|Title:||Sincerely, Willis Wayde|
|Publisher:||The Curtis Publishing Company|
A beautifully executed, full-length portrait of an American businessman of our time, a portrait that is at once realistic, compassionate and gently satirical. The lives of men like Willis Wayde who are successful in trade or politics are inevitably involved with a series of compromises. No other American author could so astutely delineate the strains and rewards of the decisions such men must make.--Goodreads.com. [Suggest a different description.]
Author Bio for Marquand, John P. (John Phillips)
John Phillips Marquand (November 10, 1893 – July 16, 1960) was an American writer. Originally best known for his Mr. Moto spy stories, he achieved popular success and critical respect for his satirical novels, winning a Pulitzer Prize for The Late George Apley in 1938. One of his abiding themes was the confining nature of life in America's upper class and among those who aspired to join it. Marquand treated those whose lives were bound by these unwritten codes with a characteristic mix of respect and satire.
By the mid-1930s he was a prolific and successful writer of fiction for slick magazines like the Saturday Evening Post. Some of these short stories were of an historical nature as had been Marquand's first two novels (The Unspeakable Gentleman and The Black Cargo). These would later be characterized by Marquand as “costume fiction”, of which he stated that an author “can only approximate (his characters) provided he has been steeped in the (relevant) tradition”. Marquand had abandoned “costume fiction” by the mid-1930s.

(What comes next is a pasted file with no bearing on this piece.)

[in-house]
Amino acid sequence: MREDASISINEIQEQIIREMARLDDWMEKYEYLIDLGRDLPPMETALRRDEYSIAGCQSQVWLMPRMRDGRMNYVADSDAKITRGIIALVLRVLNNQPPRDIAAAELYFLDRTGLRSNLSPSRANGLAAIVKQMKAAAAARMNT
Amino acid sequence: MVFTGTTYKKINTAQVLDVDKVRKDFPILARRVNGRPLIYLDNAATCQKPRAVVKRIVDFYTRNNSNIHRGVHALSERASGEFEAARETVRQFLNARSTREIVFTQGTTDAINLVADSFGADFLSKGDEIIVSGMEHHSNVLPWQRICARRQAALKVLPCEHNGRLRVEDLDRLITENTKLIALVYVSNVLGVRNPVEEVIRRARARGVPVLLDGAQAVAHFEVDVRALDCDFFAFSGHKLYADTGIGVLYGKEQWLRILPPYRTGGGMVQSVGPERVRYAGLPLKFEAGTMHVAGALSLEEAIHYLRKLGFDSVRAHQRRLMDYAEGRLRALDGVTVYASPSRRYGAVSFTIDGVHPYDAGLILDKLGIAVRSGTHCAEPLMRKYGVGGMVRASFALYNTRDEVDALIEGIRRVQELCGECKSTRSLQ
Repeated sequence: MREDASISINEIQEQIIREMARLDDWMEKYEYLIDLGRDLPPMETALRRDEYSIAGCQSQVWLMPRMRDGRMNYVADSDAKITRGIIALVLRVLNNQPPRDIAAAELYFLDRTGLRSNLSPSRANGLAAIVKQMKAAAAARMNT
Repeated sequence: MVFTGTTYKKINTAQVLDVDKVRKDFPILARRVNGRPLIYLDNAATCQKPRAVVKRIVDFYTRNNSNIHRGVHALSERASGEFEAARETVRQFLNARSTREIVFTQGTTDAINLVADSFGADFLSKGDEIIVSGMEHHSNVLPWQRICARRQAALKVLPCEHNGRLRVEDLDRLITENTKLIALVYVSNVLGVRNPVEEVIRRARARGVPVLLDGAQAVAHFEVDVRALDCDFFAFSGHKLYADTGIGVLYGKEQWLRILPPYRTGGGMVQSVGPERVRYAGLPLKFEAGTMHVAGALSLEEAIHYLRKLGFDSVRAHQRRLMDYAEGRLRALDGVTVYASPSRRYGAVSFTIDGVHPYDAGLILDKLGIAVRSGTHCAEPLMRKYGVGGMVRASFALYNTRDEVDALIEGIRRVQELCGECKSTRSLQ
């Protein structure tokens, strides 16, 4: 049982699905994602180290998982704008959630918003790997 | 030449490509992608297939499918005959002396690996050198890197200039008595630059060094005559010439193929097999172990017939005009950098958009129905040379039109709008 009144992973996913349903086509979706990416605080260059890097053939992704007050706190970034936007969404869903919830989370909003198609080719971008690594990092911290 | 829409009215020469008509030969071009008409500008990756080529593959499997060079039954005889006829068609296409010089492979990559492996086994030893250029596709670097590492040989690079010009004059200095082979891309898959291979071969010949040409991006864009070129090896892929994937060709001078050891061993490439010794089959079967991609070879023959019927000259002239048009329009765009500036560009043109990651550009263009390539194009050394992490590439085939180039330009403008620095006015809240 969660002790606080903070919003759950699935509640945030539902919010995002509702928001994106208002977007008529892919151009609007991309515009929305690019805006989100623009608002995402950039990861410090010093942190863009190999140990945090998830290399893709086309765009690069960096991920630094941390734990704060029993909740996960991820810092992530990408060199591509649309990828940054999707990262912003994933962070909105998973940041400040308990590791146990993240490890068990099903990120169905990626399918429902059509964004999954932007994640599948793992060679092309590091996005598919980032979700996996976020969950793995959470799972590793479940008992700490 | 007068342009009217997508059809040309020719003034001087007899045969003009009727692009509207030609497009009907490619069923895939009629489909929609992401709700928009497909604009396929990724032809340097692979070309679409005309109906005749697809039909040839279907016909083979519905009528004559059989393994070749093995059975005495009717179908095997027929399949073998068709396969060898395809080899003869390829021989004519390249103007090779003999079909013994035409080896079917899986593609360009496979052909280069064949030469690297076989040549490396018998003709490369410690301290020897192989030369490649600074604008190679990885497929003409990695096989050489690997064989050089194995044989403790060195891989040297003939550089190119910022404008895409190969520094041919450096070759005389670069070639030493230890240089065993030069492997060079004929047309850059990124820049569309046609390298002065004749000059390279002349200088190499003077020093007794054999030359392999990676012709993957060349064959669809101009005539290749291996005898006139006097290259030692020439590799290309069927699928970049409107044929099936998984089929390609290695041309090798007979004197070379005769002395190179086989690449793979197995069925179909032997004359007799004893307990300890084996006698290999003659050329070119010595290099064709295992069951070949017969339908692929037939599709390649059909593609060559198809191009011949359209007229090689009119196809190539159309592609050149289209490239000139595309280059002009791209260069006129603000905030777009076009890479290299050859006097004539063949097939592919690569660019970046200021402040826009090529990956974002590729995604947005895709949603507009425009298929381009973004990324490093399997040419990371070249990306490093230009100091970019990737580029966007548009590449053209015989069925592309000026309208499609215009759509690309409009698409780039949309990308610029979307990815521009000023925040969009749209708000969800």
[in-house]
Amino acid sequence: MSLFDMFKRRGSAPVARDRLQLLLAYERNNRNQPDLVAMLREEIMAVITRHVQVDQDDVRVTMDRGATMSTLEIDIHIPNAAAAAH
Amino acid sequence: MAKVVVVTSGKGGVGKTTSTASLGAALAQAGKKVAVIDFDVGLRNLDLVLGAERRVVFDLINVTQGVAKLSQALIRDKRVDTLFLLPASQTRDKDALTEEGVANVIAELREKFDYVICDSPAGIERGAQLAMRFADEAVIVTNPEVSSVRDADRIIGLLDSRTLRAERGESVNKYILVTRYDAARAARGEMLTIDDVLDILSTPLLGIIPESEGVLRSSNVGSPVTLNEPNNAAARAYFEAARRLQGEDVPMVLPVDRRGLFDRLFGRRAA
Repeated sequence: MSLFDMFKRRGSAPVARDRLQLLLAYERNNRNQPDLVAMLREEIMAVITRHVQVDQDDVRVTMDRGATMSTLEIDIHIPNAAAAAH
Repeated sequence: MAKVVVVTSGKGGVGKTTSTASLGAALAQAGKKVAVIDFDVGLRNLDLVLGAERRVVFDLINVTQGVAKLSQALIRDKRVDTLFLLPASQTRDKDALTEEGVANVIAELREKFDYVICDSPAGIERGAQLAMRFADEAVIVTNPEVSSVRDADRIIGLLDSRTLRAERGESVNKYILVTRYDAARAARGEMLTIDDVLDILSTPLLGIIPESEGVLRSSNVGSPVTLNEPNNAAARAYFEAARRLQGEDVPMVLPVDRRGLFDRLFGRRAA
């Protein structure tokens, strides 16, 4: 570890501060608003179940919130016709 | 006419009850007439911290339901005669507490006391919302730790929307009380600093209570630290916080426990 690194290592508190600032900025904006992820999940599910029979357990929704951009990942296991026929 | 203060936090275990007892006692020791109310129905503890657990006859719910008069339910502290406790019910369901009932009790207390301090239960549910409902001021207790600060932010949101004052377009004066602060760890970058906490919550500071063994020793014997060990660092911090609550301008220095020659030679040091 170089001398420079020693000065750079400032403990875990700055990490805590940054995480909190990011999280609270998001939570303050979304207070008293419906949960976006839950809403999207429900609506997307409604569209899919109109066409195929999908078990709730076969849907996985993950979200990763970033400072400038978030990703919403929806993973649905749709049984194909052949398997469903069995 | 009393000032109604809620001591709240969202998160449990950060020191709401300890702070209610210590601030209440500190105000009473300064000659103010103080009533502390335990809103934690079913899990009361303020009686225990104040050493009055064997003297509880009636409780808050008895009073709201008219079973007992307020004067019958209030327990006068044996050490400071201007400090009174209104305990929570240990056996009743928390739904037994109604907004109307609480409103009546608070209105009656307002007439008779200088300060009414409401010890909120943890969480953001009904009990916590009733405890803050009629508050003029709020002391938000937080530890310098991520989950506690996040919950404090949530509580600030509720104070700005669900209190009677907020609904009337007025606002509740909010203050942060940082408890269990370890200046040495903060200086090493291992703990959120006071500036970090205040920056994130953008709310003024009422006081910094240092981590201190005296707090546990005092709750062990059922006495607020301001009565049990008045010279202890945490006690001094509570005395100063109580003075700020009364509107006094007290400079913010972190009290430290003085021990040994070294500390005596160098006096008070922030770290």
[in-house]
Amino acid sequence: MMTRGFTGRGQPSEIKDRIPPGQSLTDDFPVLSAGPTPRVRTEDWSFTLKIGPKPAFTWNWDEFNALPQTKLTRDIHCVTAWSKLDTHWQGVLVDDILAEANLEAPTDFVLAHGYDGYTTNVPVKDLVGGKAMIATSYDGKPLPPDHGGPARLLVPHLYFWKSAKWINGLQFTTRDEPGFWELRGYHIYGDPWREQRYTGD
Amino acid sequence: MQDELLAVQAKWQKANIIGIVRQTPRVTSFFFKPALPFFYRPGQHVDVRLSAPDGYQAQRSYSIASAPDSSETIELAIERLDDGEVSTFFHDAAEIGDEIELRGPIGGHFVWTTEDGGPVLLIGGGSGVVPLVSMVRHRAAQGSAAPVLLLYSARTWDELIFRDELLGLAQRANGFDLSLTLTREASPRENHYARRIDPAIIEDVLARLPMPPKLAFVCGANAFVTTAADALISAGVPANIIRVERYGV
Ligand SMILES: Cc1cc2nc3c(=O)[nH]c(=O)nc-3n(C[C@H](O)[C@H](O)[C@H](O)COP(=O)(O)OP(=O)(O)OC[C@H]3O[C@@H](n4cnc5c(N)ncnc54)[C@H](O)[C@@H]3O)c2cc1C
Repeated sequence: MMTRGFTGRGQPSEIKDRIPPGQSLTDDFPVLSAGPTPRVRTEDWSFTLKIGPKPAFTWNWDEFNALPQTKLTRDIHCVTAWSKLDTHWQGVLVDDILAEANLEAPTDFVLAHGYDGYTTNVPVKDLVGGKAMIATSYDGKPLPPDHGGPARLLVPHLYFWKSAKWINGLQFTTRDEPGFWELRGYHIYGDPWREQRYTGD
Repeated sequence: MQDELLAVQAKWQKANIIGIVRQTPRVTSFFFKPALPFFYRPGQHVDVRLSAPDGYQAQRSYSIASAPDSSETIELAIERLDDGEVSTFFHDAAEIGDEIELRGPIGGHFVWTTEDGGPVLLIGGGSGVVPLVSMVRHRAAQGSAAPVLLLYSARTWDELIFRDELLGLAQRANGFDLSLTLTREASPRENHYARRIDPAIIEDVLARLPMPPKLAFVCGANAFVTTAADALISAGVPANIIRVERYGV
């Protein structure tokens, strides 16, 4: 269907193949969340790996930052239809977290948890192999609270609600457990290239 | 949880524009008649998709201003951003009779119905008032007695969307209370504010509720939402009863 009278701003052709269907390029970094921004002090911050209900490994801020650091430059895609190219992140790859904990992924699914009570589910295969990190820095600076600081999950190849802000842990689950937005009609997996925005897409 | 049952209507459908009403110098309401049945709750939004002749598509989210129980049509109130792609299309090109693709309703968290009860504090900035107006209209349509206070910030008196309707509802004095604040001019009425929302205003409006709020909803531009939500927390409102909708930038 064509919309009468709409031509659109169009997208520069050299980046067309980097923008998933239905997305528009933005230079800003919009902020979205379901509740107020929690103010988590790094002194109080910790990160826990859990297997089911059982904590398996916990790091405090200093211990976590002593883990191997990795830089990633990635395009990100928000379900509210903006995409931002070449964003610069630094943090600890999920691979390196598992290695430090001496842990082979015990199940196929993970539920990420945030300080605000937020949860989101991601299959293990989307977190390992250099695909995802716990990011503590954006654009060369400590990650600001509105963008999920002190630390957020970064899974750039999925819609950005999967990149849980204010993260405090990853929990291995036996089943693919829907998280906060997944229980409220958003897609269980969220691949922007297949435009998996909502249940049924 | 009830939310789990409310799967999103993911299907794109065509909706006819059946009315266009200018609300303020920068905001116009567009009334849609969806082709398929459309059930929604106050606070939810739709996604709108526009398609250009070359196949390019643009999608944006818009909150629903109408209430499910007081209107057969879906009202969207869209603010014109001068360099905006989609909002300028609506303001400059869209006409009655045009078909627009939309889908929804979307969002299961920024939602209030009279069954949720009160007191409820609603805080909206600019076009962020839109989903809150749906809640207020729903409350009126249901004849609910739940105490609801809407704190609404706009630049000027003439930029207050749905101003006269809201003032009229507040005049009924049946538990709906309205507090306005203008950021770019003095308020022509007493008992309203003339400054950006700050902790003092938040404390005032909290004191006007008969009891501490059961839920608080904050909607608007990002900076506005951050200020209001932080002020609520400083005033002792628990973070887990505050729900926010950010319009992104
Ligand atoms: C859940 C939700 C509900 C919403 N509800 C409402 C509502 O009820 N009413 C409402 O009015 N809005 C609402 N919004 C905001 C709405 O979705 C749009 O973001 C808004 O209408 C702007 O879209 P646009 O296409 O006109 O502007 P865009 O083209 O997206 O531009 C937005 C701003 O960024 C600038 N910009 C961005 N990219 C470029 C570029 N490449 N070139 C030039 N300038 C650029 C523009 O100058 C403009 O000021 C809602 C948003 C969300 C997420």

In the late-1930s, Marquand began producing a series of novels on the dilemmas of class, most centered on New England. The first of these, The Late George Apley (1937), a satire of Boston's upper class, won the Pulitzer Prize for the Novel in 1938. Other Marquand novels exploring New England and class themes include Wickford Point (1939), H.M. Pulham, Esquire (1941), and Point of No Return (1949). The last is especially notable for its satirical portrayal of Harvard anthropologist W. Lloyd Warner, whose Yankee City study attempted (and in Marquand's view, dismally failed) to describe and analyze the manners and mores of Marquand's Newburyport.--Wikipedia.
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